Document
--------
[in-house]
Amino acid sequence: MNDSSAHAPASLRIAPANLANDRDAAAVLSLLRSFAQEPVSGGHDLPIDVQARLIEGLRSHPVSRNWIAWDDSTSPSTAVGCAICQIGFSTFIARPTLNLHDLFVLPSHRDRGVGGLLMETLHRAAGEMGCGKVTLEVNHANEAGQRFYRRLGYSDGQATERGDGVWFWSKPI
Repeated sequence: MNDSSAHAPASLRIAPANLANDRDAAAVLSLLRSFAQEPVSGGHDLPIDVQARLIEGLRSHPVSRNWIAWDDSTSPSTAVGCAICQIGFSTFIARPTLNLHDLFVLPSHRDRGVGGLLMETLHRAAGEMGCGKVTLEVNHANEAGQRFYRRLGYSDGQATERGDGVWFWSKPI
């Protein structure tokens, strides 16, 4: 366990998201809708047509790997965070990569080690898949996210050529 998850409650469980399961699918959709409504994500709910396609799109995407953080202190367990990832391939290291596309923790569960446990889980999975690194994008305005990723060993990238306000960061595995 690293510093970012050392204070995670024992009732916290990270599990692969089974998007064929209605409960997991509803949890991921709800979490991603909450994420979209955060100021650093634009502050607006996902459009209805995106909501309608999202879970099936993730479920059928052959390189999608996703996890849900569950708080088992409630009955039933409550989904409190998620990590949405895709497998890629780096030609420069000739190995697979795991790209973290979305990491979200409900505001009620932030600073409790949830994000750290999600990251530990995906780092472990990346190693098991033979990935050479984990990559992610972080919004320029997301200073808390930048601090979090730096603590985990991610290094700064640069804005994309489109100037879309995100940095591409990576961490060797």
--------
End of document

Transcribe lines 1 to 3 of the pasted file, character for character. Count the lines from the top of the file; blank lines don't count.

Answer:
[in-house]
Amino acid sequence: MNDSSAHAPASLRIAPANLANDRDAAAVLSLLRSFAQEPVSGGHDLPIDVQARLIEGLRSHPVSRNWIAWDDSTSPSTAVGCAICQIGFSTFIARPTLNLHDLFVLPSHRDRGVGGLLMETLHRAAGEMGCGKVTLEVNHANEAGQRFYRRLGYSDGQATERGDGVWFWSKPI
Repeated sequence: MNDSSAHAPASLRIAPANLANDRDAAAVLSLLRSFAQEPVSGGHDLPIDVQARLIEGLRSHPVSRNWIAWDDSTSPSTAVGCAICQIGFSTFIARPTLNLHDLFVLPSHRDRGVGGLLMETLHRAAGEMGCGKVTLEVNHANEAGQRFYRRLGYSDGQATERGDGVWFWSKPI